US5307010Sep 30, 1992Apr 26, 1994Texas Instruments IncorporatedWafer burn-in and test system
US5363334 *Apr 10, 1993Nov 8, 1994Microchip Technology IncorporatedWrite protection security for memory device
US5391892Oct 8, 1993Feb 21, 1995Micron Technology, Inc.Semiconductor wafers having test circuitry for individual dies
US5438175Dec 2, 1993Aug 1, 1995W. C. Heraeus GmbhThin galvanically deposited gold-containing surface layer is backed by a support layer containing a palladium alloy
US5457400Jul 23, 1993Oct 10, 1995Micron Technology, Inc.Semiconductor array having built-in test circuit for wafer level testing
US5461328Jul 29, 1993Oct 24, 1995Micron Technology, Inc.Fixture for burn-in testing of semiconductor wafers
US5489538Jan 9, 1995Feb 6, 1996Lsi Logic CorporationMethod of die burn-in
US5898629 *Aug 21, 1997Apr 27, 1999Micron Technology, Inc.System for stressing a memory integrated circuit die
Referenced by
Citing PatentFiling datePublication dateApplicantTitle
US6352868 *Mar 11, 2000Mar 5, 2002Wen-Kun YangMethod and apparatus for wafer level burn-in
US6590817 *Jul 23, 2001Jul 8, 2003Micron Technology, Inc.6F2 DRAM array with apparatus for stress testing an isolation gate and method
US6630685Jun 24, 2002Oct 7, 2003Micron Technology, Inc.Semiconductor substrate, probe card, and methods for stressing and testing dies on a semiconductor substrate are provided. The semiconductor substrate, typically a semiconductor wafer, comprises dies disposed thereon and a redistribution layer for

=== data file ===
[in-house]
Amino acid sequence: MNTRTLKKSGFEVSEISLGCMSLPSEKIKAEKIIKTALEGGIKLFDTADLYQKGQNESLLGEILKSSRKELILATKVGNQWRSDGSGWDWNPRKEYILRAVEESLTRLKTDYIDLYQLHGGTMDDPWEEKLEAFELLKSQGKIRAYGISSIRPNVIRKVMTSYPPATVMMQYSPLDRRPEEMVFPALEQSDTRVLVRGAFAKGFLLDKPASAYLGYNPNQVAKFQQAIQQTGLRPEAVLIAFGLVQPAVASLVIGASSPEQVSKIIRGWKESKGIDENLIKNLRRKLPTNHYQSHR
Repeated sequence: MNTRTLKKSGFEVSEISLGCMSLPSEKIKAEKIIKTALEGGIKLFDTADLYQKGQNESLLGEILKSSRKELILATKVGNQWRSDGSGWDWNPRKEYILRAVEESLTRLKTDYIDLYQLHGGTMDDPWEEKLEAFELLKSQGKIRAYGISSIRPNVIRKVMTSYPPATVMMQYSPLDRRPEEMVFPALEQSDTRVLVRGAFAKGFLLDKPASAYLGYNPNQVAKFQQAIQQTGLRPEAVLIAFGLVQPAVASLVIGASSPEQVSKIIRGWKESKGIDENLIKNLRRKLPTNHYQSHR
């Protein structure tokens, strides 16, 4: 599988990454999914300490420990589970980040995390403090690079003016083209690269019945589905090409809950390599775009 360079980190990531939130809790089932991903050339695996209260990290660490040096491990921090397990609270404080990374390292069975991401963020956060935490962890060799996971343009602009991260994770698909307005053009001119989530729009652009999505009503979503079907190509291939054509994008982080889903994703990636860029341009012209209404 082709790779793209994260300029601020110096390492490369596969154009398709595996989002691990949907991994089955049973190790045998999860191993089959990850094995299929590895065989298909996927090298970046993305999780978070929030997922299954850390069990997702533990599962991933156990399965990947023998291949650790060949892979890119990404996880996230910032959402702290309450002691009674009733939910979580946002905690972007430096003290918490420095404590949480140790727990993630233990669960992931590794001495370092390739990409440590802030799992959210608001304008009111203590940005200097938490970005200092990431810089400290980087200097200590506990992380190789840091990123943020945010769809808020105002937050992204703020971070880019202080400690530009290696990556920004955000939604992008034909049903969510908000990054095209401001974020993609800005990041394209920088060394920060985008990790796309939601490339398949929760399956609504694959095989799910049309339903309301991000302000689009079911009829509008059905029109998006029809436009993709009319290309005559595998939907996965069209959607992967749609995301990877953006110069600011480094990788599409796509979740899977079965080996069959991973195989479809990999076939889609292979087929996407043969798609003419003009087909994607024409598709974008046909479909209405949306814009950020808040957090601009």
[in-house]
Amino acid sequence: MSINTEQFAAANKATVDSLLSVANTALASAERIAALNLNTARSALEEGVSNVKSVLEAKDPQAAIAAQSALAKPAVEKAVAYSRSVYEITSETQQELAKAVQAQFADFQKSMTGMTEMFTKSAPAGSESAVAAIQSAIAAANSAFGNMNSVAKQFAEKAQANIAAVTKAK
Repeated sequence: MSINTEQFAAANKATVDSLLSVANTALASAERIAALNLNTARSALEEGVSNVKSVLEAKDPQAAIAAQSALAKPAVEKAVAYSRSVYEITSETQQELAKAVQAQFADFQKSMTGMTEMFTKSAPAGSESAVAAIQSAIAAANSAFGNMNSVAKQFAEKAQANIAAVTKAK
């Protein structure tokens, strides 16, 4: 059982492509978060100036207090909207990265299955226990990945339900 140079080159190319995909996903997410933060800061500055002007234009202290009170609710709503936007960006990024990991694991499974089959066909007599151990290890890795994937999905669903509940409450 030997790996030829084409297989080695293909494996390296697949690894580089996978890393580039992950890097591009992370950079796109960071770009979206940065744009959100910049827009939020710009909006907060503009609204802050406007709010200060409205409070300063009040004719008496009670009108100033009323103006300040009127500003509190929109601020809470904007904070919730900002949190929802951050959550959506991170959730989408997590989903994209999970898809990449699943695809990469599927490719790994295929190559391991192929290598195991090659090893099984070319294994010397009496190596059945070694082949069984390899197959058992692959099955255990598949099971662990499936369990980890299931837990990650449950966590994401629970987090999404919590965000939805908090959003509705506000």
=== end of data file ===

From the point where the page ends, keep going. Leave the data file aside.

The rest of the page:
US6735132May 16, 2003May 11, 2004Micron Technology, Inc.6F2 DRAM array with apparatus for stress testing an isolation gate and method
US6744067Jan 17, 2003Jun 1, 2004Micron Technology, Inc.Wafer-level testing apparatus and method
US6800495Sep 20, 2002Oct 5, 2004Cypress Semiconductor CorporationLot-optimized wafer level burn-in
US6828175Jun 10, 2003Dec 7, 2004Micron Technology, Inc.Semiconductor component with backside contacts and method of fabrication
US6841883Mar 31, 2003Jan 11, 2005Micron Technology, Inc.Multi-dice chip scale semiconductor components and wafer level methods of fabrication
US6870750Apr 30, 2004Mar 22, 2005Micron Technology, Inc.DRAM array and computer system
US6884642Sep 24, 2003Apr 26, 2005Micron Technology, Inc.Wafer-level testing apparatus and method
US6898138Aug 29, 2002May 24, 2005Micron Technology, Inc.Method of reducing variable retention characteristics in DRAM cells
US6903442Aug 29, 2002Jun 7, 2005Micron Technology, Inc.Semiconductor component having backside pin contacts
US6908784Mar 6, 2002Jun 21, 2005Micron Technology, Inc.Method for fabricating encapsulated semiconductor components
US6964915Nov 21, 2003Nov 15, 2005Micron Technology, Inc.Method of fabricating encapsulated semiconductor components by etching
US6967880Sep 6, 2002Nov 22, 2005Hynix Semiconductor Inc.Semiconductor memory test device
US6998717Oct 11, 2004Feb 14, 2006Micron Technology, Inc.Multi-dice chip scale semiconductor components
US6999362Oct 26, 2004Feb 14, 2006Micron Technology, Inc.Method of stress-testing an isolation gate in a dynamic random access memory
US7029949Nov 21, 2003Apr 18, 2006Micron Technology, Inc.Method for fabricating encapsulated semiconductor components having conductive vias
US7060526Dec 8, 2003Jun 13, 2006Micron Technology, Inc.Wafer level methods for fabricating multi-dice chip scale semiconductor components
US7078266Sep 2, 2004Jul 18, 2006Micron Technology, Inc.Method for fabricating semiconductor components with thinned substrate, back side contacts and circuit side contacts